Authors' boycott cancels Teen Lit festival in TX

Authors’ boycott cancels Teen Lit festival after Ellen Hopkins ‘disinvited’
A literary festival for teenagers has been cancelled in Texas after a group of authors withdrew in protest at the organisers’ decision to “disinvite” controversial young adult writer Ellen Hopkins.
Hopkins, whose New York Times bestselling novels deal with topics from teenage drug addiction to prostitution and suicide, says she was invited to take part in the Humble Teen Lit Fest next January but after a librarian raised a fuss with some parents about the suitability of including her, the invitation was rescinded. Teen writers including Melissa de la Cruz, Pete Hautman and Matt de la Peña all pulled out in solidarity, the event has now been cancelled, and the National Coalition Against Censorship, along with five other organisations, is calling on the school district’s superintendent to reinstate the festival “as originally planned”.
“To deny all students access to an author because some people object to her views violates the rights of other students who want to meet her and hear her speak, and the rights of their parents not to have their own child’s education restricted to accommodate the demands of others,” wrote NCAC executive director Joan E Bertin in a letter.
“The whole situation blew up way bigger than I ever intended,” said Hopkins, author of books including Crank and Glass. “With the other authors withdrawing, the comments really started flying. Most have been supportive, but there are always those who view things differently … When you mention a word like ‘censorship’, opinions fly. The view that what happened in Texas wasn’t censorship is seriously flawed. When one person manages to disinvite a speaker, simply because she/he doesn’t find a book’s content ‘appropriate’, that is censorship at its very worst. One person, or the handful of people he/she stirs up, cannot be allowed to decide appropriateness for an entire community.”
De la Cruz said she decided to pull out as soon as she heard what had happened to Hopkins, whom she called a “provocative and daring” writer.
“I know it sounds corny in this day and age, and there are cynics who don’t believe that anyone can take a stand,” she said. “But YA writers as a whole are kind of like the teens they write for, we’re idealistic and impulsive and we believe the world can be a better place. We care about our readers very much, and that was a huge part of feeling terrible about cancelling … It is very upsetting and disturbing and just sad really. I’m sad for the librarian who instigated it as well as the superintendent, I feel for them too. I know they were trying to do their best for the kids. But you know, when the line is drawn, you have to decide which side you are on, and it’s not about being morally superior or being right, it’s about standing up for what you believe. It’s quite difficult to be brave.”
De la Peña withdrew because “it felt wrong to attend an event where a fellow author was invited and then ‘uninvited'”. “I think on the one hand people are happy to see authors standing together and making a statement against a form of censorship. On the other hand, a lot of people worry about the teens who are now left without a festival. I understand both sides. It’s a sad situation,” he said. “But ultimately this issue called for some kind of action. I still don’t know if my decision to pull out was right or wrong, I just know it’s what I had to do.”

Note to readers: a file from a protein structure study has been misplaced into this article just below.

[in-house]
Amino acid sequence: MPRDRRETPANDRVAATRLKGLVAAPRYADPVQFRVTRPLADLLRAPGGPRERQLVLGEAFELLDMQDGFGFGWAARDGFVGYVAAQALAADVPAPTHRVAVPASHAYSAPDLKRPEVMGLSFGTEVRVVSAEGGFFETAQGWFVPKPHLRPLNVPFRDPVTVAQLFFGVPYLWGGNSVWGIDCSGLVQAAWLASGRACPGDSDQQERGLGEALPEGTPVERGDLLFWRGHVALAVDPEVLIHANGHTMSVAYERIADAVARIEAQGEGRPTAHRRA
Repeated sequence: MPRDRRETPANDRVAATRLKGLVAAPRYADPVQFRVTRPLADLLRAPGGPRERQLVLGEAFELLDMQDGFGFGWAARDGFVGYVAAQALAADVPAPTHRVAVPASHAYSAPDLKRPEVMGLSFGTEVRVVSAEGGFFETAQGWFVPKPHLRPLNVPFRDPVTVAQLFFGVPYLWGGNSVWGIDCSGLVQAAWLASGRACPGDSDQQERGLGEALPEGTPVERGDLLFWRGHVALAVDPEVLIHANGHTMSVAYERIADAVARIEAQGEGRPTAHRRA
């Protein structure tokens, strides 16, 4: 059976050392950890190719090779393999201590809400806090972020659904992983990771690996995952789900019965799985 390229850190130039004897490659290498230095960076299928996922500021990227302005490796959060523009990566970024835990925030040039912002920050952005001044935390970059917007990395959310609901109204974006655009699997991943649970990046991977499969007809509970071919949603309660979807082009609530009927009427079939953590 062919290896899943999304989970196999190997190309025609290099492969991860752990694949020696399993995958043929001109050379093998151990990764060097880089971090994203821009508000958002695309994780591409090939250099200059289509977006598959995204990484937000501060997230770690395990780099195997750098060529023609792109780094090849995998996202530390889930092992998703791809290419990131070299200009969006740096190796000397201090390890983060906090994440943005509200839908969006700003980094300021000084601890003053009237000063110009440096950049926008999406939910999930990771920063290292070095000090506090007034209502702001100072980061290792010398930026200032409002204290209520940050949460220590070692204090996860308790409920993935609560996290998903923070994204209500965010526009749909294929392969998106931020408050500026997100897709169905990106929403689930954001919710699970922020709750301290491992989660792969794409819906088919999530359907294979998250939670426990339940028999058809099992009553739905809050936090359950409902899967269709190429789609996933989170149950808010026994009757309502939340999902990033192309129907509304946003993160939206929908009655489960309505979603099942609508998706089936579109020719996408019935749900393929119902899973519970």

Humble superintendent Guy Sconzo told local press that he stood by his decision. “I totally own the decision to not invite [Hopkins] to the Teen Lit Fest,” he told the Tribune. “I did hear from some concerned middle-school parents about this. Our Teen Lit Fests have always included middle and high-school students, and for a district-sanctioned, extra-curricular Saturday event, I felt it would be awkward at best to have a setting where students would be checked so only high-school students would be admitted to her session(s). I don’t understand the censorship issue at all. All of our lit fests to date are outside of school being in session and to that end, I think we enjoy the right to determine who will and who will not participate.”
Hopkins said she would be participating in the Austin Teen Author festival in October, when she would also be signing books in Humble, and is also taking part in a Houston teen book convention next spring. “In the wake of this, in comments that came into my blogs or articles about the debacle, I have been called things like ignorant, stupid, disgusting, narcissistic, money-hungry, power-hungry, etc,” she said. “None are true, and all hurt to a degree. However, I accept all that and more because I feel it’s hugely important to take a stand against censorship, not only for myself, but for every other person out there. That’s why those other authors withdrew, and if it happened to one of them, I would have done the same thing.”
De la Cruz said she was also trying to find a time when she would be able to speak in the area, “so that the kids who missed out on seeing us will have a chance to hear from us”. “I know there are some who think maybe it would have been better if we had gone to the festival and talked about Ellen’s books rather than boycott,” she said. “But I really believe that actions speak louder than words, and the kids will learn that censorship should not be tolerated.”
Article by Alison Flood

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